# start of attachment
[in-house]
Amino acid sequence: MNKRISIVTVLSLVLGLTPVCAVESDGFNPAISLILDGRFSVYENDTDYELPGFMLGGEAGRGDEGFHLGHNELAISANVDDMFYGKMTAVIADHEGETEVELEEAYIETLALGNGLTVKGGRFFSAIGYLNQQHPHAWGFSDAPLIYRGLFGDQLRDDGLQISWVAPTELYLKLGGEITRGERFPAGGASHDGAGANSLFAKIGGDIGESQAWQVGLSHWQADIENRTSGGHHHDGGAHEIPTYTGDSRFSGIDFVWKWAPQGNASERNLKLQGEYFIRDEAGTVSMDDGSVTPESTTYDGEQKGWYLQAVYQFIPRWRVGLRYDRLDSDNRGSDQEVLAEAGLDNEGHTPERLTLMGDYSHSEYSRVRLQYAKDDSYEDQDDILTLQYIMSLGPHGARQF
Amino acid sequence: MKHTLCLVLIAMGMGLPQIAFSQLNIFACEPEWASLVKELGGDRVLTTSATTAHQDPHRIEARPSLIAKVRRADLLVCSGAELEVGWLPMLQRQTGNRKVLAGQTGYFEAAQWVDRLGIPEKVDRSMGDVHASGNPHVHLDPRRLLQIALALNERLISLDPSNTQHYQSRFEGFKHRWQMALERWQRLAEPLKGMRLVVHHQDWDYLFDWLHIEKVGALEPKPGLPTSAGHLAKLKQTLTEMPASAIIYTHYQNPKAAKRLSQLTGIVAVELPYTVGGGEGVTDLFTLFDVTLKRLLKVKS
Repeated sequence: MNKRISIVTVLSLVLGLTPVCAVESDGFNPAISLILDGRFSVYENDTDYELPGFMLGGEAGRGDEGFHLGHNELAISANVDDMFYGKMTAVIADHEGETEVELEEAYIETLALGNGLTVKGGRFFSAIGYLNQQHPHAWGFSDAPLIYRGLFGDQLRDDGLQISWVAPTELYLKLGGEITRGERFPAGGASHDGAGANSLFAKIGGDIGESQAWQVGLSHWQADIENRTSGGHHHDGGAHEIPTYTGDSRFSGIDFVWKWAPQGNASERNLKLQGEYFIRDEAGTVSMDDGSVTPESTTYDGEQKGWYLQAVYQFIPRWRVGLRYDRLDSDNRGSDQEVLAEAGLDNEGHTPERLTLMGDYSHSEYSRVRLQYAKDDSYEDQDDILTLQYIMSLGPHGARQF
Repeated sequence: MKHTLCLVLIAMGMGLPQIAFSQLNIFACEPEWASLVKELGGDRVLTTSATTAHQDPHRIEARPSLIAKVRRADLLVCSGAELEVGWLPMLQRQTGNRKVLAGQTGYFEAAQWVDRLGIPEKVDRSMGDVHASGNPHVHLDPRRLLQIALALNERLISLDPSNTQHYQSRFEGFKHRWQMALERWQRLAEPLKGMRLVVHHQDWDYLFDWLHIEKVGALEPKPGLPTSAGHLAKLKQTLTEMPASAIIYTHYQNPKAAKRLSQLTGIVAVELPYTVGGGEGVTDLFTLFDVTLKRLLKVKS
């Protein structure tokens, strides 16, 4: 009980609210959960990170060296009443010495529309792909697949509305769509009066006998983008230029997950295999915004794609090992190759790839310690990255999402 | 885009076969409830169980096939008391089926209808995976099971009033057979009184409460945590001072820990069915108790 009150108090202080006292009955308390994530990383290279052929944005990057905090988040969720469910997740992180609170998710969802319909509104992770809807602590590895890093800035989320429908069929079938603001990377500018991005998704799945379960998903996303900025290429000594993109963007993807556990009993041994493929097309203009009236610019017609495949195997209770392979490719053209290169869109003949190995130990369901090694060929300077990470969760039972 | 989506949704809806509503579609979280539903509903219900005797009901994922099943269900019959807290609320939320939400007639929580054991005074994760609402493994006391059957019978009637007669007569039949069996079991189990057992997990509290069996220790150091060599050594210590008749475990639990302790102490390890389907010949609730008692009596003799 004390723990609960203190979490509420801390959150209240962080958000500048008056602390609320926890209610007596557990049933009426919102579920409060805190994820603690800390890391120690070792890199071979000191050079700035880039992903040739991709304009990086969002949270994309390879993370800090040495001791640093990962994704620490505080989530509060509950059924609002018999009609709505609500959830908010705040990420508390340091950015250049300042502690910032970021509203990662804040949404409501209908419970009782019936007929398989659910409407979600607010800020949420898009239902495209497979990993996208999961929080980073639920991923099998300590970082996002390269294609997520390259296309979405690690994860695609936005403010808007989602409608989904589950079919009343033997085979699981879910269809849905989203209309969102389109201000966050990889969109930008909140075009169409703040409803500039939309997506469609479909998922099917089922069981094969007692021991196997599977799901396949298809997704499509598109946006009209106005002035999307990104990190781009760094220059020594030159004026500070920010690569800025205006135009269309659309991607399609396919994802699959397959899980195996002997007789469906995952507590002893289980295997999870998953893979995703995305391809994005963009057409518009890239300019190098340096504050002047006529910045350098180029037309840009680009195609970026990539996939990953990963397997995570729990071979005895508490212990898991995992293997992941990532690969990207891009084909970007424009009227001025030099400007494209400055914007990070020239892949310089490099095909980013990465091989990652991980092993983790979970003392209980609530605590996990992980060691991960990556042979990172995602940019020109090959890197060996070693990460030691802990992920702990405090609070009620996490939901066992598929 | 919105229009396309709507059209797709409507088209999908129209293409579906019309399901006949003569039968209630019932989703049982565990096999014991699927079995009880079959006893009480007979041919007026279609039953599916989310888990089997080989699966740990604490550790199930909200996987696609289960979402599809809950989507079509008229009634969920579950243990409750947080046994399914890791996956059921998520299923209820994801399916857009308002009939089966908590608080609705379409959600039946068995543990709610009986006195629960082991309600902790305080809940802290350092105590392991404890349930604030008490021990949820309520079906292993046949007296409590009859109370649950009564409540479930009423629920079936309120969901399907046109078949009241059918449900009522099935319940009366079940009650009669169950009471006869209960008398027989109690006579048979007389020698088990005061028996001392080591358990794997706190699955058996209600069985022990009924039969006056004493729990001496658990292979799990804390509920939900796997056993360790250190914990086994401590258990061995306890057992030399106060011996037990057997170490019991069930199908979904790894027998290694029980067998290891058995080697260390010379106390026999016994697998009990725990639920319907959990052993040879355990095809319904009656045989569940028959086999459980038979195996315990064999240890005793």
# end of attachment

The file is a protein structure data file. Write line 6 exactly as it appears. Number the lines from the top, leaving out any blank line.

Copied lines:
């Protein structure tokens, strides 16, 4: 009980609210959960990170060296009443010495529309792909697949509305769509009066006998983008230029997950295999915004794609090992190759790839310690990255999402 | 885009076969409830169980096939008391089926209808995976099971009033057979009184409460945590001072820990069915108790 009150108090202080006292009955308390994530990383290279052929944005990057905090988040969720469910997740992180609170998710969802319909509104992770809807602590590895890093800035989320429908069929079938603001990377500018991005998704799945379960998903996303900025290429000594993109963007993807556990009993041994493929097309203009009236610019017609495949195997209770392979490719053209290169869109003949190995130990369901090694060929300077990470969760039972 | 989506949704809806509503579609979280539903509903219900005797009901994922099943269900019959807290609320939320939400007639929580054991005074994760609402493994006391059957019978009637007669007569039949069996079991189990057992997990509290069996220790150091060599050594210590008749475990639990302790102490390890389907010949609730008692009596003799 004390723990609960203190979490509420801390959150209240962080958000500048008056602390609320926890209610007596557990049933009426919102579920409060805190994820603690800390890391120690070792890199071979000191050079700035880039992903040739991709304009990086969002949270994309390879993370800090040495001791640093990962994704620490505080989530509060509950059924609002018999009609709505609500959830908010705040990420508390340091950015250049300042502690910032970021509203990662804040949404409501209908419970009782019936007929398989659910409407979600607010800020949420898009239902495209497979990993996208999961929080980073639920991923099998300590970082996002390269294609997520390259296309979405690690994860695609936005403010808007989602409608989904589950079919009343033997085979699981879910269809849905989203209309969102389109201000966050990889969109930008909140075009169409703040409803500039939309997506469609479909998922099917089922069981094969007692021991196997599977799901396949298809997704499509598109946006009209106005002035999307990104990190781009760094220059020594030159004026500070920010690569800025205006135009269309659309991607399609396919994802699959397959899980195996002997007789469906995952507590002893289980295997999870998953893979995703995305391809994005963009057409518009890239300019190098340096504050002047006529910045350098180029037309840009680009195609970026990539996939990953990963397997995570729990071979005895508490212990898991995992293997992941990532690969990207891009084909970007424009009227001025030099400007494209400055914007990070020239892949310089490099095909980013990465091989990652991980092993983790979970003392209980609530605590996990992980060691991960990556042979990172995602940019020109090959890197060996070693990460030691802990992920702990405090609070009620996490939901066992598929 | 919105229009396309709507059209797709409507088209999908129209293409579906019309399901006949003569039968209630019932989703049982565990096999014991699927079995009880079959006893009480007979041919007026279609039953599916989310888990089997080989699966740990604490550790199930909200996987696609289960979402599809809950989507079509008229009634969920579950243990409750947080046994399914890791996956059921998520299923209820994801399916857009308002009939089966908590608080609705379409959600039946068995543990709610009986006195629960082991309600902790305080809940802290350092105590392991404890349930604030008490021990949820309520079906292993046949007296409590009859109370649950009564409540479930009423629920079936309120969901399907046109078949009241059918449900009522099935319940009366079940009650009669169950009471006869209960008398027989109690006579048979007389020698088990005061028996001392080591358990794997706190699955058996209600069985022990009924039969006056004493729990001496658990292979799990804390509920939900796997056993360790250190914990086994401590258990061995306890057992030399106060011996037990057997170490019991069930199908979904790894027998290694029980067998290891058995080697260390010379106390026999016994697998009990725990639920319907959990052993040879355990095809319904009656045989569940028959086999459980038979195996315990064999240890005793």